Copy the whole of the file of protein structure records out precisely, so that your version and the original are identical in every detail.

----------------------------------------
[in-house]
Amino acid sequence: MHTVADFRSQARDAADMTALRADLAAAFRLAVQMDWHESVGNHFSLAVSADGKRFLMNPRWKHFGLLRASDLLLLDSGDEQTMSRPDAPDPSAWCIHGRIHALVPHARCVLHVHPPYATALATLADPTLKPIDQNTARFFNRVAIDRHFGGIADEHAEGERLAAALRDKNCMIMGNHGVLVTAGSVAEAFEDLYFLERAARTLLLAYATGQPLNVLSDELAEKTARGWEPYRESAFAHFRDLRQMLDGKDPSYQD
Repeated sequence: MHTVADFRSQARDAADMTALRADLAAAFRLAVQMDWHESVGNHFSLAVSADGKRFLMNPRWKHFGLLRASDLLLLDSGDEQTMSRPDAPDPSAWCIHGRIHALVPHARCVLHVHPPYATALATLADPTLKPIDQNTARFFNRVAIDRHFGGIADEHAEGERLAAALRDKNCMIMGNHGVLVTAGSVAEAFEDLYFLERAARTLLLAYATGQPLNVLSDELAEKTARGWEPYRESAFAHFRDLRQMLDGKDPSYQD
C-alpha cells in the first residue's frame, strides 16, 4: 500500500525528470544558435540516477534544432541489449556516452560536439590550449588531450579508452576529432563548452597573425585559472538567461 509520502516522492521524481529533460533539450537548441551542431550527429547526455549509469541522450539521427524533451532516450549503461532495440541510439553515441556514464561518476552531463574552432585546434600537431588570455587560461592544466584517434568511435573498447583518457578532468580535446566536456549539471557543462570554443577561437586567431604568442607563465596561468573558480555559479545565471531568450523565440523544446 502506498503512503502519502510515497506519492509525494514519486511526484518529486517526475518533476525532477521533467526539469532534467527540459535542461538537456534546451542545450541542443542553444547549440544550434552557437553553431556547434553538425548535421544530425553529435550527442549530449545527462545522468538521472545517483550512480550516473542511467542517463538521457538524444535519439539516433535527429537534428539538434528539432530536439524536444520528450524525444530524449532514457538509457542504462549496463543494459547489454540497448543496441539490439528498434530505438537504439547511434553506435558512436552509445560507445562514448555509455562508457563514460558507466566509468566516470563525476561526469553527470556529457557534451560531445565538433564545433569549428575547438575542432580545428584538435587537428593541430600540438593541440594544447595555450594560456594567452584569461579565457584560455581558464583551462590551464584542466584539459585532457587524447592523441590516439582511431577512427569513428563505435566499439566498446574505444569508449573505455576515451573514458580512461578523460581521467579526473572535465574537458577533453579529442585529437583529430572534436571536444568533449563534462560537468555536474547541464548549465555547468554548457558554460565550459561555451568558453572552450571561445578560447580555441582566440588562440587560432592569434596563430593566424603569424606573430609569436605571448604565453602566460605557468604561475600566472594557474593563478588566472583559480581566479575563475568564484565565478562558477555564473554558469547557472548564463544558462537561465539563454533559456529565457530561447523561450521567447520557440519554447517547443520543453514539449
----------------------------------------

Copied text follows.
[in-house]
Amino acid sequence: MHTVADFRSQARDAADMTALRADLAAAFRLAVQMDWHESVGNHFSLAVSADGKRFLMNPRWKHFGLLRASDLLLLDSGDEQTMSRPDAPDPSAWCIHGRIHALVPHARCVLHVHPPYATALATLADPTLKPIDQNTARFFNRVAIDRHFGGIADEHAEGERLAAALRDKNCMIMGNHGVLVTAGSVAEAFEDLYFLERAARTLLLAYATGQPLNVLSDELAEKTARGWEPYRESAFAHFRDLRQMLDGKDPSYQD
Repeated sequence: MHTVADFRSQARDAADMTALRADLAAAFRLAVQMDWHESVGNHFSLAVSADGKRFLMNPRWKHFGLLRASDLLLLDSGDEQTMSRPDAPDPSAWCIHGRIHALVPHARCVLHVHPPYATALATLADPTLKPIDQNTARFFNRVAIDRHFGGIADEHAEGERLAAALRDKNCMIMGNHGVLVTAGSVAEAFEDLYFLERAARTLLLAYATGQPLNVLSDELAEKTARGWEPYRESAFAHFRDLRQMLDGKDPSYQD
C-alpha cells in the first residue's frame, strides 16, 4: 500500500525528470544558435540516477534544432541489449556516452560536439590550449588531450579508452576529432563548452597573425585559472538567461 509520502516522492521524481529533460533539450537548441551542431550527429547526455549509469541522450539521427524533451532516450549503461532495440541510439553515441556514464561518476552531463574552432585546434600537431588570455587560461592544466584517434568511435573498447583518457578532468580535446566536456549539471557543462570554443577561437586567431604568442607563465596561468573558480555559479545565471531568450523565440523544446 502506498503512503502519502510515497506519492509525494514519486511526484518529486517526475518533476525532477521533467526539469532534467527540459535542461538537456534546451542545450541542443542553444547549440544550434552557437553553431556547434553538425548535421544530425553529435550527442549530449545527462545522468538521472545517483550512480550516473542511467542517463538521457538524444535519439539516433535527429537534428539538434528539432530536439524536444520528450524525444530524449532514457538509457542504462549496463543494459547489454540497448543496441539490439528498434530505438537504439547511434553506435558512436552509445560507445562514448555509455562508457563514460558507466566509468566516470563525476561526469553527470556529457557534451560531445565538433564545433569549428575547438575542432580545428584538435587537428593541430600540438593541440594544447595555450594560456594567452584569461579565457584560455581558464583551462590551464584542466584539459585532457587524447592523441590516439582511431577512427569513428563505435566499439566498446574505444569508449573505455576515451573514458580512461578523460581521467579526473572535465574537458577533453579529442585529437583529430572534436571536444568533449563534462560537468555536474547541464548549465555547468554548457558554460565550459561555451568558453572552450571561445578560447580555441582566440588562440587560432592569434596563430593566424603569424606573430609569436605571448604565453602566460605557468604561475600566472594557474593563478588566472583559480581566479575563475568564484565565478562558477555564473554558469547557472548564463544558462537561465539563454533559456529565457530561447523561450521567447520557440519554447517547443520543453514539449